(Today’s Author is Carol from MWM Paignton)
So, the long hot summer continues, (except for the rain this morning) and here we are on the 1st July after an unusually sweltering June! As always, everyone you meet in the shops, at the kid’s classes, wherever you go, we all talk about the weather. It’s a very British thing to do, but normally we’re complaining about it being too wet, too cold, too miserable, and now all we hear is how it’s too hot! We are definitely hard to please as a nation!
My favourite time of the day in this weather is early morning, it’s so peaceful out in the garden, nobody else is up, the roads are quiet, and the birds are singing. I really do feel content at that time of the day. Yesterday I already had my two loads of washing up and out on the washing line by 7.30am. What a beautiful morning. We haven’t had constant blue skies like this every day for years! I know it’s July now though, (and it did rain today) so it could all change, but we’ve been very lucky so far this summer. It’s a far cry from all that snow a few months back!
But also this week, as well as feeling blessed with the sunshine, I’ve also been thinking about summers gone by, both with my boys, and also of those when I was a kid. I think it’s because of something I saw on Facebook a few days ago, and it really made me stop and ponder for a while. You probably saw it, something saying we only have 18 summers with our children, and to make each one count. I can’t find the picture now, but it’s along the lines of this one.
This summer my children will be 23 and 20, the eldest lives in Bournemouth now with his partner, so our summers together are well and truly gone. My youngest is back at home for the summer from Cardiff Uni, but of course, most of the time he’s out with his friends, and rightly so, although we often get to see him at 4am when he rolls in after a night out….. oh the joy!
So I have been looking back at our summers, and because I’ve been fortunate enough to have always worked term-time ever since the boys were born, I’ve had every summer holiday with them, and so when the weather has been good, we’ve always made the most of it, and when the weather has not been so great, we’ve just got on with it. I remember one particular chilly August sitting in Bovey Tracey Park with a friend and her 4 children. The four boys were running around playing football, cricket, climbing trees as they do, and my friend and I and her two girls were huddled under a blanket trying to keep warm! But we never gave in, flasks of hot coffee and lots of snacks and we still all had a lovely day.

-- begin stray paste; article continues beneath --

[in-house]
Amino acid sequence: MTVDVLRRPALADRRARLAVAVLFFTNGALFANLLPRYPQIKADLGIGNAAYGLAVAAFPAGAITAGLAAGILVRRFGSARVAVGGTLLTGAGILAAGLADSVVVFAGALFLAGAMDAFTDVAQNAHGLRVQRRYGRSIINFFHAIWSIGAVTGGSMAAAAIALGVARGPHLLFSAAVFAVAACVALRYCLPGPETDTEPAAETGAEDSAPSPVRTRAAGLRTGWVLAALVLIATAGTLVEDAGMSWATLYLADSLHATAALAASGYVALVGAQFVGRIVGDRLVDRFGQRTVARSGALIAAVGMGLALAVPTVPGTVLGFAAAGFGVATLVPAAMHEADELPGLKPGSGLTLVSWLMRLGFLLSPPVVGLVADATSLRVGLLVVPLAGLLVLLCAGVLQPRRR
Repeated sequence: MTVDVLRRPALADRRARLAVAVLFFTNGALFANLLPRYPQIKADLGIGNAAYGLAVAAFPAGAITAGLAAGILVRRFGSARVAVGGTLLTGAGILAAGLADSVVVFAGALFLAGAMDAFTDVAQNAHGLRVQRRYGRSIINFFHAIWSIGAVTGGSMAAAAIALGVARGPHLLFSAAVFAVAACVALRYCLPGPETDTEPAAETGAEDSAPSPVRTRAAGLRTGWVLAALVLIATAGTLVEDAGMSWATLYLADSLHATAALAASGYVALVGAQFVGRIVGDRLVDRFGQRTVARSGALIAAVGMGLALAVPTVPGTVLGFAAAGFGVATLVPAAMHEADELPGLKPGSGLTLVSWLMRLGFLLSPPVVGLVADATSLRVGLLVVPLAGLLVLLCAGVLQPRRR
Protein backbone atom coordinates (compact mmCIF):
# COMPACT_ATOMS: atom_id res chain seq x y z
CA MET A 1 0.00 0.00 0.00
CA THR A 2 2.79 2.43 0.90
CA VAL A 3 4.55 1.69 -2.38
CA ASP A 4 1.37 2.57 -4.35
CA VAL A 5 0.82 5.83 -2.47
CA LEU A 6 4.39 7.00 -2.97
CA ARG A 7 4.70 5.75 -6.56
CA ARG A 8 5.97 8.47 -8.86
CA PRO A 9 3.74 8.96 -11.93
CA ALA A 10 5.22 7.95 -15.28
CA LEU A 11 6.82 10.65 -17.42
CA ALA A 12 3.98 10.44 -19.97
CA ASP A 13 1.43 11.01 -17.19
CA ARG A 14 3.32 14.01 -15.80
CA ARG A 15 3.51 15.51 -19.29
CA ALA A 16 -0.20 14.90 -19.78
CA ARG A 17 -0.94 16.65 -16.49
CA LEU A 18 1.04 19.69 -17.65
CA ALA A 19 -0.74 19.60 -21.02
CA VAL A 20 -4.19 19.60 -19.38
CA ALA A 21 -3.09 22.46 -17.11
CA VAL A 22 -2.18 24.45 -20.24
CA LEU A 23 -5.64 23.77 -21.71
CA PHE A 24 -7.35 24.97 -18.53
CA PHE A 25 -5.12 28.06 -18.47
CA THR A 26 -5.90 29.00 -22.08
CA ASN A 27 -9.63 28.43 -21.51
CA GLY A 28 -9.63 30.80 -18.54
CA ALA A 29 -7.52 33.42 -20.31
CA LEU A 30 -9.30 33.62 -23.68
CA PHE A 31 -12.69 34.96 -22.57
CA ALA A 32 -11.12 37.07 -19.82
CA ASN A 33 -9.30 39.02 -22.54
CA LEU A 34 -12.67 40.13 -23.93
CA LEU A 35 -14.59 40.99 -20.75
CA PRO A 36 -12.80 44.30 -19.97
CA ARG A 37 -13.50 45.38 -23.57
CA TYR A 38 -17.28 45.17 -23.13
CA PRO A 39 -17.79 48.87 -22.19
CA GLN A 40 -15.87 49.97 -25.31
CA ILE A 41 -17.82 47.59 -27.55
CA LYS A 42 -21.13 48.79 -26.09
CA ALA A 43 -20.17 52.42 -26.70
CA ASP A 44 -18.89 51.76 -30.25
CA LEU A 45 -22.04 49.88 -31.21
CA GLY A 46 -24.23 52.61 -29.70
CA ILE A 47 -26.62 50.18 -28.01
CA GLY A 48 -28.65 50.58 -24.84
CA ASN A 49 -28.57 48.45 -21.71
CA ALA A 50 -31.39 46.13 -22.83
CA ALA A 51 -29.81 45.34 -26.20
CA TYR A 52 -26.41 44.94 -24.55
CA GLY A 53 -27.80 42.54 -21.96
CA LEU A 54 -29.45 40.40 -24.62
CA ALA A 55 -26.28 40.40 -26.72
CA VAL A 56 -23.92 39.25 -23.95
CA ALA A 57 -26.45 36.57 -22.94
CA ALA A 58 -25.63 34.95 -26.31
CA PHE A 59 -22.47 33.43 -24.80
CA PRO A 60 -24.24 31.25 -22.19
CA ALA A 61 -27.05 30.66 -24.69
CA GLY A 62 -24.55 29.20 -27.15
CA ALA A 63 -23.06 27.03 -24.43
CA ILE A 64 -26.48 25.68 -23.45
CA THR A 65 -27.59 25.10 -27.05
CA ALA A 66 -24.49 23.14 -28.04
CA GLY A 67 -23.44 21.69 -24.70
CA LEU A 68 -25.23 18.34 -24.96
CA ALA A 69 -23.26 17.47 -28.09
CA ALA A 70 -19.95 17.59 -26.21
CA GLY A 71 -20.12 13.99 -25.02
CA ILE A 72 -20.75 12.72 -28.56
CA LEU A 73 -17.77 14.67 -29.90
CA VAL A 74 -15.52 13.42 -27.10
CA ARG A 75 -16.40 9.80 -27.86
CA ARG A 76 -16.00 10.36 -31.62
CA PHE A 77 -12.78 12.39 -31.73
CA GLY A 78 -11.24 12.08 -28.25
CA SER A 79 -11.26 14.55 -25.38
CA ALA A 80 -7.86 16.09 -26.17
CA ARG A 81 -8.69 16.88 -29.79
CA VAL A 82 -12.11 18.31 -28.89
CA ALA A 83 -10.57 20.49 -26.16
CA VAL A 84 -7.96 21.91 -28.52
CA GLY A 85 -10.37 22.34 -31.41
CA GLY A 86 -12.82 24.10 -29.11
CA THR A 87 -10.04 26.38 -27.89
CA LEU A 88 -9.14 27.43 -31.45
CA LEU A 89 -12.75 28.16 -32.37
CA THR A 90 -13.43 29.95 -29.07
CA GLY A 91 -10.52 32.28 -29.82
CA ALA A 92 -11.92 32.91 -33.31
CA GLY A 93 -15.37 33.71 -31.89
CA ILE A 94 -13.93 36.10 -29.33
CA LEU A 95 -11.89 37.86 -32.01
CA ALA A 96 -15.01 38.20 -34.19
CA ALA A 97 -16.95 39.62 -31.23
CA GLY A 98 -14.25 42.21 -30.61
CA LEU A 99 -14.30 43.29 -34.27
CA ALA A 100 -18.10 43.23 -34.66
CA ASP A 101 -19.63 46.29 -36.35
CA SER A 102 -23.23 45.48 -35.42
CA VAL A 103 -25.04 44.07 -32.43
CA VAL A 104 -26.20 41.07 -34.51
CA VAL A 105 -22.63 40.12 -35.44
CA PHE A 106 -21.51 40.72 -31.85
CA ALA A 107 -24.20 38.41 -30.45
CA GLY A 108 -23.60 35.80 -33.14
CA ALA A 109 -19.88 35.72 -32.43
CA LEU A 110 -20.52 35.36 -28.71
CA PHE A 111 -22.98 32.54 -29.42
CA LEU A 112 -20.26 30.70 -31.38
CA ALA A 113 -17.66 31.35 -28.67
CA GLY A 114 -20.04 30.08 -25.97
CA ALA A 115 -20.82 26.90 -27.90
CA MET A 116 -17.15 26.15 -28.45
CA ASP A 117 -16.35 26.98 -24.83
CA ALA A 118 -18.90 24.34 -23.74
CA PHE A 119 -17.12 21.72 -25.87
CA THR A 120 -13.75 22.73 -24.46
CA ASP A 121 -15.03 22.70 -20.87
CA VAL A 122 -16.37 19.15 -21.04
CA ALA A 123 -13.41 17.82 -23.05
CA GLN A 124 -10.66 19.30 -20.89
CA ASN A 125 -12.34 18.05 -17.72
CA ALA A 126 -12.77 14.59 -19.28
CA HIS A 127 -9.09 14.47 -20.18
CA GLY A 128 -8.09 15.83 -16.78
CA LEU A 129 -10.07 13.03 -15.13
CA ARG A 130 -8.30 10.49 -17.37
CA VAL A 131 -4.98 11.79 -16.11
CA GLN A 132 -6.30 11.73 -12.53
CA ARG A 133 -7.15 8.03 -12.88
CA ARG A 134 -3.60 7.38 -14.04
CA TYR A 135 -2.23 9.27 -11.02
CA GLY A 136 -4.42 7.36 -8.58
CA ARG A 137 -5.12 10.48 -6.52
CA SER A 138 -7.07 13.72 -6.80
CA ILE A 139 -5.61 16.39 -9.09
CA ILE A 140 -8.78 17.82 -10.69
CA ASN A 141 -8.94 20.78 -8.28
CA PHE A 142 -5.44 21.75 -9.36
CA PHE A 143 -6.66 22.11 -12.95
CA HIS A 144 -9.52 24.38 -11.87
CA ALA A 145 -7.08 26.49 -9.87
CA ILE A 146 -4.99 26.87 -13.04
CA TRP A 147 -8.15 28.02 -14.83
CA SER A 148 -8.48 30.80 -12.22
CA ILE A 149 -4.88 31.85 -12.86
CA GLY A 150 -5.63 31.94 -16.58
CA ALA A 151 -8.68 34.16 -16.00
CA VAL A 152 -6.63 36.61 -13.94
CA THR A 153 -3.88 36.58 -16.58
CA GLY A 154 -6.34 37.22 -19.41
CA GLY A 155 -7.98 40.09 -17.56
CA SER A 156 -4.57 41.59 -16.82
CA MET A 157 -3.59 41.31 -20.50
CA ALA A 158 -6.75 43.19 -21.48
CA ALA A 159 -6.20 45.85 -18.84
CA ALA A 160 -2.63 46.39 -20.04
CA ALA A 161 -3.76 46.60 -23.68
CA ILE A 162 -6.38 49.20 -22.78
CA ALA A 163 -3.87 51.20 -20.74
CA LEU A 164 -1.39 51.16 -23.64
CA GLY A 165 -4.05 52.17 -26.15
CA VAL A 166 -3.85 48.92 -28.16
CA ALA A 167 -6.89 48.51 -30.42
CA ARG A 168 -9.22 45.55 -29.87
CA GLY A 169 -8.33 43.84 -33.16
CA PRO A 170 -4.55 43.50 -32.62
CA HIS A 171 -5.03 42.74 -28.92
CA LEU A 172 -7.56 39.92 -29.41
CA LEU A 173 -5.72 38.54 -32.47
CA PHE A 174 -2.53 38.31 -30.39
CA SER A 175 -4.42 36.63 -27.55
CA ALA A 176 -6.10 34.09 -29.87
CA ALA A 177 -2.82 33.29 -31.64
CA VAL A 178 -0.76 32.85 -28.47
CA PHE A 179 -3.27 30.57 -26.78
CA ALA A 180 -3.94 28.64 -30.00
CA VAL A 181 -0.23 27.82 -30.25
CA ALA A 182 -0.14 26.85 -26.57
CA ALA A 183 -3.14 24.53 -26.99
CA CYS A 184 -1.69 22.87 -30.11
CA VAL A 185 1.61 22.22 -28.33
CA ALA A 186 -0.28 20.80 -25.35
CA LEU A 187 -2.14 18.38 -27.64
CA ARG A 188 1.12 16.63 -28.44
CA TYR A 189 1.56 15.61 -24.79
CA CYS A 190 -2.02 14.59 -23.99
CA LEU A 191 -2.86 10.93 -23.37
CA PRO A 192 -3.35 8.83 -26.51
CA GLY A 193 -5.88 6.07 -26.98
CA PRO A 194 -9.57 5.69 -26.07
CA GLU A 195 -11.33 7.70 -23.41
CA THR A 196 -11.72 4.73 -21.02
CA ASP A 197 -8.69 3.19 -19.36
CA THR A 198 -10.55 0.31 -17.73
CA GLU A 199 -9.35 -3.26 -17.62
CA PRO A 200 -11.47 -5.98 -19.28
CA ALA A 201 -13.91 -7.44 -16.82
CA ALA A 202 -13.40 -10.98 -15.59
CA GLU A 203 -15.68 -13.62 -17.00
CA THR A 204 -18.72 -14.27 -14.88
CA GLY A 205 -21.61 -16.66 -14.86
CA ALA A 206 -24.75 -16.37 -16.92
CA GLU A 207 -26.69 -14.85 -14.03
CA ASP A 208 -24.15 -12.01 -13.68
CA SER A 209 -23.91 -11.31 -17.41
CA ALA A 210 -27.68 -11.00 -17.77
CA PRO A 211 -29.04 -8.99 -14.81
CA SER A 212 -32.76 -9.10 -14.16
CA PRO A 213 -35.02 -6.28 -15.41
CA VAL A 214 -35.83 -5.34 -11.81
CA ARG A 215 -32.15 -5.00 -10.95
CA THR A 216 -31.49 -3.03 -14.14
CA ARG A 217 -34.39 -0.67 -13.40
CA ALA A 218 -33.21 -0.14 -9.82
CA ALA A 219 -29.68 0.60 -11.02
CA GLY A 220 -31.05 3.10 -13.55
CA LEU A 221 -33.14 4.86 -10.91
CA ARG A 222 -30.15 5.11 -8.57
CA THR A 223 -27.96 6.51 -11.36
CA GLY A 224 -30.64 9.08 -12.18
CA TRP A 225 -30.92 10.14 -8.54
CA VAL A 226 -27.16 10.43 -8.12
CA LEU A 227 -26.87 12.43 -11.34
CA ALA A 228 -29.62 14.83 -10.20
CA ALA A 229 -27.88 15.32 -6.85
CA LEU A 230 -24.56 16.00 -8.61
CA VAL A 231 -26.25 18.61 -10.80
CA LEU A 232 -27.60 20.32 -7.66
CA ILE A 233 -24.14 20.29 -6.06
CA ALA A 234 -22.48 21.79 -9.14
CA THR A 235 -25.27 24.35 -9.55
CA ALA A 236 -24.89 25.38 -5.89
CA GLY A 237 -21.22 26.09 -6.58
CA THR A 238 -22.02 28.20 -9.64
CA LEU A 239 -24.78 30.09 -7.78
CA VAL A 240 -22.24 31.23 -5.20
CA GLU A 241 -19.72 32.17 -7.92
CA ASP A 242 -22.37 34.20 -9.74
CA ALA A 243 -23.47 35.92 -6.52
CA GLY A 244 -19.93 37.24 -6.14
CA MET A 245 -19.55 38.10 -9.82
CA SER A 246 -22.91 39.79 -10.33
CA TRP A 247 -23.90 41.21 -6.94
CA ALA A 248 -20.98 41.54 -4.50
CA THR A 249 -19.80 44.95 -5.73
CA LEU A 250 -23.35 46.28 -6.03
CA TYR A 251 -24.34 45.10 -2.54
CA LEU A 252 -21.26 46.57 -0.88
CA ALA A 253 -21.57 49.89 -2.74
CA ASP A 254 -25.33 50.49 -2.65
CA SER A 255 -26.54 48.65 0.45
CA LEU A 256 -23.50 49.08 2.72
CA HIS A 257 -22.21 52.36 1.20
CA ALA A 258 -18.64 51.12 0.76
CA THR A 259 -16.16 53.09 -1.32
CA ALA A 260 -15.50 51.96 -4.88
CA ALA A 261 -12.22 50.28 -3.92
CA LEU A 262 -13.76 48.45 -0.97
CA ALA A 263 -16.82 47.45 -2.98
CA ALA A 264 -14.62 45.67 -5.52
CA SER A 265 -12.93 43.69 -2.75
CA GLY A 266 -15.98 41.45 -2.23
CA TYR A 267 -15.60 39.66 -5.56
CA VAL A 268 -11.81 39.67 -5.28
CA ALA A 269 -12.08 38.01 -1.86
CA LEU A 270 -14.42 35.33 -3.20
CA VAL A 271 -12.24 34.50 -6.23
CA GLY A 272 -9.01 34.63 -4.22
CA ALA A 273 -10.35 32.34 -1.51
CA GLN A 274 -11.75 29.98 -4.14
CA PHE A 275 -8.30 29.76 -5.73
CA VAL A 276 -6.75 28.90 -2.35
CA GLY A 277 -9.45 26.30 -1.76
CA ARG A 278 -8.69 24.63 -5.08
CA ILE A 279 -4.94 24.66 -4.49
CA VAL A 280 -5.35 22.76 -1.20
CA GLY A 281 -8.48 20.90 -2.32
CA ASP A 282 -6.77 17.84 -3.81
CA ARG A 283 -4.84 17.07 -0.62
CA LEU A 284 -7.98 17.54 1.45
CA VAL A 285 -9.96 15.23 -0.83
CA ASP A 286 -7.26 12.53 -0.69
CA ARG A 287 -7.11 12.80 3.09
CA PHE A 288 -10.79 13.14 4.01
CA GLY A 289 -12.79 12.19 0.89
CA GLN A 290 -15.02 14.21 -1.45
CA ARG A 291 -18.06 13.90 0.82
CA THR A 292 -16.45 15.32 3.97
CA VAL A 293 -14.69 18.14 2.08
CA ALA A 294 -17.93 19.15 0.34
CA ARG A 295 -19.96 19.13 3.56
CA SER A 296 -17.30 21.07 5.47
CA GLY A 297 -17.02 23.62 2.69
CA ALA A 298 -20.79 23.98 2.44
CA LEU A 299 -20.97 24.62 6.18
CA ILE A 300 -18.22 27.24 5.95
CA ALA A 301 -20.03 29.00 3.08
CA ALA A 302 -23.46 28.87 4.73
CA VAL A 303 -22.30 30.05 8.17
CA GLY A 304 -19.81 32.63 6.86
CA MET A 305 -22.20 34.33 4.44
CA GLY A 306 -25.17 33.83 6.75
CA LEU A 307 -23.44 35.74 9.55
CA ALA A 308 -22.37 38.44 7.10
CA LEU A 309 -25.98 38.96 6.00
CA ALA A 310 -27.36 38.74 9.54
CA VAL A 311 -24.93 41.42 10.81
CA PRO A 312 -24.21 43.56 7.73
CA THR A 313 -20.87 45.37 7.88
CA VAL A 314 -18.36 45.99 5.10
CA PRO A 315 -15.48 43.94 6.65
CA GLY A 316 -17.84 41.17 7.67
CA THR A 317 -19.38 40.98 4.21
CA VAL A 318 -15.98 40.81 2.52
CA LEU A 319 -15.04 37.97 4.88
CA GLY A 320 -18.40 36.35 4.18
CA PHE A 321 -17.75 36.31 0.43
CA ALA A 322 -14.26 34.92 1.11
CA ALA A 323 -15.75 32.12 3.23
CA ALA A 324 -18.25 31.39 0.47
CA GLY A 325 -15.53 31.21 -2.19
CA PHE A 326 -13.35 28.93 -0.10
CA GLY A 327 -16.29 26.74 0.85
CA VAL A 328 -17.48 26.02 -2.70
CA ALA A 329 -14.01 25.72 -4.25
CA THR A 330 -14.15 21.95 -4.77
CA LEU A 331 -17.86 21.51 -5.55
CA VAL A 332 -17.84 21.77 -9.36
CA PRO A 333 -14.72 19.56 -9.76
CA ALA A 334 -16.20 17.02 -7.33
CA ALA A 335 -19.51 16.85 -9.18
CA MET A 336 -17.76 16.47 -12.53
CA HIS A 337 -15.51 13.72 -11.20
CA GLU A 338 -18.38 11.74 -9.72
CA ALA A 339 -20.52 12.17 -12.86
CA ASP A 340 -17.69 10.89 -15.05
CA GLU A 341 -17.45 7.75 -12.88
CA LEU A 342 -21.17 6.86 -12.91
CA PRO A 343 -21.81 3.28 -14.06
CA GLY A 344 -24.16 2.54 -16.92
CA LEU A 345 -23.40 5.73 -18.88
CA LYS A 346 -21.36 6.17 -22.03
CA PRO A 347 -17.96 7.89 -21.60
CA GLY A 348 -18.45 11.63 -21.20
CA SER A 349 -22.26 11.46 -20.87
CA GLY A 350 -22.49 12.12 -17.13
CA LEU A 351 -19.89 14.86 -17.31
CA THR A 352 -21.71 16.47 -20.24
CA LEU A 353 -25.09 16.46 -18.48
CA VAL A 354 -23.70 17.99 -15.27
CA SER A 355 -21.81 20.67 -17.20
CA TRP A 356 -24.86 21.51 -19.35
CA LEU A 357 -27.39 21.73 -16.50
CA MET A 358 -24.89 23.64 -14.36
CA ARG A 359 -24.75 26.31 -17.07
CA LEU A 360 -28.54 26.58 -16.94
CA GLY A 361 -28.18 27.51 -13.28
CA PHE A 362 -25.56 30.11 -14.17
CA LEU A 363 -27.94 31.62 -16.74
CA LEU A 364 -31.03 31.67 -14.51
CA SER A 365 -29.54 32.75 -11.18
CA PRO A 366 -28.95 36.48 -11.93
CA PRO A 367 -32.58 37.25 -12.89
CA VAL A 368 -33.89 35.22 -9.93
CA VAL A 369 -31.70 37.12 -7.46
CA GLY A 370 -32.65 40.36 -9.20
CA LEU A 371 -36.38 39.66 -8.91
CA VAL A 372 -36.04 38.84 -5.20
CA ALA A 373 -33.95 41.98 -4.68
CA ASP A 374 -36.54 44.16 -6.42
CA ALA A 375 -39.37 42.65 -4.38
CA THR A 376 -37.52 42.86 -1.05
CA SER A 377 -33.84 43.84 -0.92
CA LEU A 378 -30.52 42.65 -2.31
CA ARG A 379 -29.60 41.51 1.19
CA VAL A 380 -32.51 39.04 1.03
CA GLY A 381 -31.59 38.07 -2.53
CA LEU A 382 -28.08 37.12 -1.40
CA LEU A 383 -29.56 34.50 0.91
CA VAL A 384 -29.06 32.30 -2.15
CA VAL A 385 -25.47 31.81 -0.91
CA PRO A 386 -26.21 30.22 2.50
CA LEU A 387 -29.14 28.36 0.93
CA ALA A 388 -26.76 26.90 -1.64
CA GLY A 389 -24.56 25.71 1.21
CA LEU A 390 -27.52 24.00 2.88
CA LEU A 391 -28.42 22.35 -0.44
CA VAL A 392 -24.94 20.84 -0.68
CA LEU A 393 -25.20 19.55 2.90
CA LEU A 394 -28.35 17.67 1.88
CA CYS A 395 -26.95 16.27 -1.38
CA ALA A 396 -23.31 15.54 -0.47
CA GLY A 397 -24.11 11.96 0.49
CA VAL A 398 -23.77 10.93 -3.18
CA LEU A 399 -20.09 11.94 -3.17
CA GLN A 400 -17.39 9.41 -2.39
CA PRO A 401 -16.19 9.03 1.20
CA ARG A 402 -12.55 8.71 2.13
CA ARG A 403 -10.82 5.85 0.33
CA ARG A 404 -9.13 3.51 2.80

But something else that really made me think this week was after bumping into the mum of one of my son’s good friend’s that he had at primary school. I haven’t seen her for years, the boys went to different secondary schools and even though my son Nick used to spend many happy times round at their house with her eldest, life moves on and people lose touch when their paths go a different way. But it was lovely to catch up and hear how her boys were doing. I was so happy and relieved to hear they were both well and making their way in this world. Her boys are now 20 and 18, so a little younger than mine, but still those 18 summers of childhood are drawing to a close for her family now too. And it feels really sad.
However, her boys, both of them, were shockingly diagnosed with a life-limiting condition when they were about 8 and 10, and at the time they were told that some children with this condition don’t live past the age of 10, and her eldest, my son’s friend, was already 10. That’s some hell of a thing to get your head around as a parent. I think their lives were just completely turned upside down and inside out and I don’t know how they all coped. We chatted about this a little bit when we bumped into one another at The Range this week, how she looks back and I think said something like it was like living in some surreal version of your life; I imagine that it felt like everything you thought you knew was suddenly ripped from under you and they were launched into another world of diagnosis, treatments, causes, cures, doctors, specialists, research, hopes, fears, and in amongst all that the children still had to go to school, mum and dad still had to go to work, bills still needed to be paid, but inside I can’t imagine how they put one foot in front of the other some days.
But they’ve beaten all the odds, every year when they get their scans and check ups in London, they amaze the specialists with how well they both are. And here was their mum, feeling grateful and blessed and hopeful that it will continue for many years to come. We had a laugh about how horrifically untidy and messy older teenage boys are, how they never surface till gone midday, how they seem happy to spend their days off in their beds with the curtains closed, but talking to her, it reminded me how fortunate we are to have that to moan about, them especially.
Her summer holidays with her now grown up boys won’t be the same as they were, but there was a time she thought they’d never get those 18 summers. So every one we get we really should make the most of it, like this sunny weather, as we never know what the next day might bring. So my advice to you today is to be grateful and embrace the day, and enjoy this summer with your little ones and make it a summer of happy times to look back on and to treasure.
Carol x x x